Two possible, contrasting, outcomes appear possible in theory: 1. space forces become amplifiers of threats to global peace and security, and 2. space forces become enablers of safety and cooperation in the space domain. The latter scenario can, however, only materialize with stronger bilateral and multilateral initiatives for collaboration. And, as it is often the case in global affairs, national interests dictate whether cooperation is ultimately preferable to confrontation.
Threats to International Peace & Security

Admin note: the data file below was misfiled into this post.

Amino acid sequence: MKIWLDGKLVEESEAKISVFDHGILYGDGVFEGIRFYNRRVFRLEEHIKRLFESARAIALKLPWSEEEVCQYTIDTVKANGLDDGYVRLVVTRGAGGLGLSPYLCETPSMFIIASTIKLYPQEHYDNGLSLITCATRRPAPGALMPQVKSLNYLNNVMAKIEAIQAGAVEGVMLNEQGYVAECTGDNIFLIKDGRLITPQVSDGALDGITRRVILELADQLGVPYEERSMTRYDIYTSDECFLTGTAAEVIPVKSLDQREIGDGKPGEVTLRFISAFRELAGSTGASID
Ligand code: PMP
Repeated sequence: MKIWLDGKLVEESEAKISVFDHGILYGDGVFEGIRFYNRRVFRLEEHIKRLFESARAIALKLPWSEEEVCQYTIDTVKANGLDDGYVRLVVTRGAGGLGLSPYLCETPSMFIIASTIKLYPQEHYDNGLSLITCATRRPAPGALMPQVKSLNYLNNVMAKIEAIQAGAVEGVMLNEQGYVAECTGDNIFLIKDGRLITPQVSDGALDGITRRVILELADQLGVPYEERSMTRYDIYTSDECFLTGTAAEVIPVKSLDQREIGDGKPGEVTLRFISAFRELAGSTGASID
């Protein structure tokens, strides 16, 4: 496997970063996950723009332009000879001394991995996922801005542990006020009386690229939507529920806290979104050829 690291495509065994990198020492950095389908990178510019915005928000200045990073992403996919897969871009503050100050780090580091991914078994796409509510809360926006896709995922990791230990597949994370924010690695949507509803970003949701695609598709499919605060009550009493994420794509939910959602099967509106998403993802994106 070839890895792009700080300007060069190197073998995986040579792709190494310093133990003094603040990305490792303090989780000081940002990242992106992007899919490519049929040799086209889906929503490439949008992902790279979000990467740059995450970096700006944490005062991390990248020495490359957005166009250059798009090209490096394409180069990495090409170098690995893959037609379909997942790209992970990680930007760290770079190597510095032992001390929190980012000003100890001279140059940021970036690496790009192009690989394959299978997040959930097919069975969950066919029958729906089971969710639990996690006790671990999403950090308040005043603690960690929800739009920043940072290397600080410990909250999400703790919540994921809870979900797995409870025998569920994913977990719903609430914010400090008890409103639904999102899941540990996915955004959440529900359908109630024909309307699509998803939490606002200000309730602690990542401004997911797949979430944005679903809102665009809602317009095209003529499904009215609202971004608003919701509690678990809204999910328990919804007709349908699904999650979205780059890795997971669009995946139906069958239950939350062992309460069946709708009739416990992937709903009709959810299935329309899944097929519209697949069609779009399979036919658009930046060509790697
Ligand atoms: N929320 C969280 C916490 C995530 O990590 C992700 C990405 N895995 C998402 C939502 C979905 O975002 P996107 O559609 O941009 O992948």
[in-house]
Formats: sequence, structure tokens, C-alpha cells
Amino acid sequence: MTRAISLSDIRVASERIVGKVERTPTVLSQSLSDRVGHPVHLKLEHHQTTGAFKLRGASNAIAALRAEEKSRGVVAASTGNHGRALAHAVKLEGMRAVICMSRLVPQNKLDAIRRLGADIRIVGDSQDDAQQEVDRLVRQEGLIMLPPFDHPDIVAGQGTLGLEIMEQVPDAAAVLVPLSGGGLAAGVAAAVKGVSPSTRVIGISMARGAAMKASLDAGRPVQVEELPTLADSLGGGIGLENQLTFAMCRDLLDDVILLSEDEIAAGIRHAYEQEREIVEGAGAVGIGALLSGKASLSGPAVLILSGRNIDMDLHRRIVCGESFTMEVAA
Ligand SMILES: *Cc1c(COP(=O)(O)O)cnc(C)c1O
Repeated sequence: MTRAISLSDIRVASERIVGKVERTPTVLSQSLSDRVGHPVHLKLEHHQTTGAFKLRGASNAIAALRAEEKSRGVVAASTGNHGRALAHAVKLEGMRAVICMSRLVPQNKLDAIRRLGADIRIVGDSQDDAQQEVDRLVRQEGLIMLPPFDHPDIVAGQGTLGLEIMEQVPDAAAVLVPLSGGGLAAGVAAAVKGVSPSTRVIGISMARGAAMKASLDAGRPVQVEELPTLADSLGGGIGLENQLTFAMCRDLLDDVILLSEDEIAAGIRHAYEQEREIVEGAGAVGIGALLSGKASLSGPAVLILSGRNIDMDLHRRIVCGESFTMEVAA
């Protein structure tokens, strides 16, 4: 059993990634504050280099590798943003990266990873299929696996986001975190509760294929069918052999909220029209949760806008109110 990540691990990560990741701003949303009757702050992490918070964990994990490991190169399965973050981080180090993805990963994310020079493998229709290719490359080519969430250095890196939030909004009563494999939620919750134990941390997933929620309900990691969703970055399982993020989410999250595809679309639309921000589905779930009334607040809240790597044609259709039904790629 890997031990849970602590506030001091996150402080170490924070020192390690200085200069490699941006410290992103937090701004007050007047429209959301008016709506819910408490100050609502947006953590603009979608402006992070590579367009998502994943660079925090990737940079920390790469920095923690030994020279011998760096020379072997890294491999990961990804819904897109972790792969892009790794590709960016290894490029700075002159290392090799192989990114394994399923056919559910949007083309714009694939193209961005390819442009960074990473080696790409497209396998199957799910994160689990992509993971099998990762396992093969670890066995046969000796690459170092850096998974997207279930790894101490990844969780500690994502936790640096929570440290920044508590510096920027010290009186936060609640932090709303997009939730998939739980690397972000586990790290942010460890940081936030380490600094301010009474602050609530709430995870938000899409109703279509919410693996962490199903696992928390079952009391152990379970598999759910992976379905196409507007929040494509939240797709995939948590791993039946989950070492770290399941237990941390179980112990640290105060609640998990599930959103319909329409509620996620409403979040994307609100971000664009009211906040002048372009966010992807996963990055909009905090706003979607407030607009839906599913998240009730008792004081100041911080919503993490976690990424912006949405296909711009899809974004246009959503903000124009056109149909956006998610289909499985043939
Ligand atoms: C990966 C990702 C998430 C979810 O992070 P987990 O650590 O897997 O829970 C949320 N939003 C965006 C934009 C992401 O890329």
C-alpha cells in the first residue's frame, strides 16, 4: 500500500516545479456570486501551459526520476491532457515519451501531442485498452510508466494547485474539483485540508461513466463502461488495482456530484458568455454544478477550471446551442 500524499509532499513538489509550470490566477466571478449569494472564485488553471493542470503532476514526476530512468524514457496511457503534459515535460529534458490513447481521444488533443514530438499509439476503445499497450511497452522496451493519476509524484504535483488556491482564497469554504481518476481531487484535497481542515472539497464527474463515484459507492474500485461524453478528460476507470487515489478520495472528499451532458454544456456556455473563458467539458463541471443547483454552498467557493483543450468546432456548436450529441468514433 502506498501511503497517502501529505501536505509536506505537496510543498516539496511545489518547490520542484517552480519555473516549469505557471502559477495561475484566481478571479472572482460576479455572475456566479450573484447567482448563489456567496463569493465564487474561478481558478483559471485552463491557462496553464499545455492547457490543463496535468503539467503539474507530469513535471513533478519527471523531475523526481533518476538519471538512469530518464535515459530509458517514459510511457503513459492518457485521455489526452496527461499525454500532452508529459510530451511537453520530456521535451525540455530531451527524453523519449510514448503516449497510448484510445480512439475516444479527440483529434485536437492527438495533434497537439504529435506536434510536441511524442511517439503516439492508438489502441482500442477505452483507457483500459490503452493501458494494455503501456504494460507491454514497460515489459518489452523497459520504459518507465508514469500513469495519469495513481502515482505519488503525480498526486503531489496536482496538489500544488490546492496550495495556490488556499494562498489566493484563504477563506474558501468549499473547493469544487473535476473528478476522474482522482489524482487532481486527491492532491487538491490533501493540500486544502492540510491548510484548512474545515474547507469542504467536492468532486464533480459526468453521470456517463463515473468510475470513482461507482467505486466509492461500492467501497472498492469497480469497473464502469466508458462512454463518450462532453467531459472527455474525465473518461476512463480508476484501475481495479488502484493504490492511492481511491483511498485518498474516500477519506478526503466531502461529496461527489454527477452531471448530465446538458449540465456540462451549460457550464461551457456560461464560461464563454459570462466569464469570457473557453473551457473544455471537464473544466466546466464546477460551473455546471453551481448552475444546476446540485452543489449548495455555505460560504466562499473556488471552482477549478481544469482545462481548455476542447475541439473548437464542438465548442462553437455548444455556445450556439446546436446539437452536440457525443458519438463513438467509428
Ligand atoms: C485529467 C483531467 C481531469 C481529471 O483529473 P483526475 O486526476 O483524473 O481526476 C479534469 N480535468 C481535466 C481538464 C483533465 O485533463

With insights from neuroscience, I previously proposed a neuro-philosophical theory of human nature as emotional, amoral and egoistic. Drawing on the Realist analogy between human nature and state behavior, the same features apply to nation states. The emotionality of states deserves particular attention here. The emotionality of states debunks the fallacy of the premise that states are always rational actors. States are equally driven by emotional motivators, including by established strategic cultures, which are a product of historic and cultural idiosyncrasies. This emotionality (such as in the form of pride and prestige), impacts the space domain by creating uncertainty. The development of space forces increases the trend of nationalization, or unilateral pursuit of hegemony. (In 2018, then-VP, Mike Pence, stated that “it is not enough to have American presence in Space; we must have American dominance in space”.)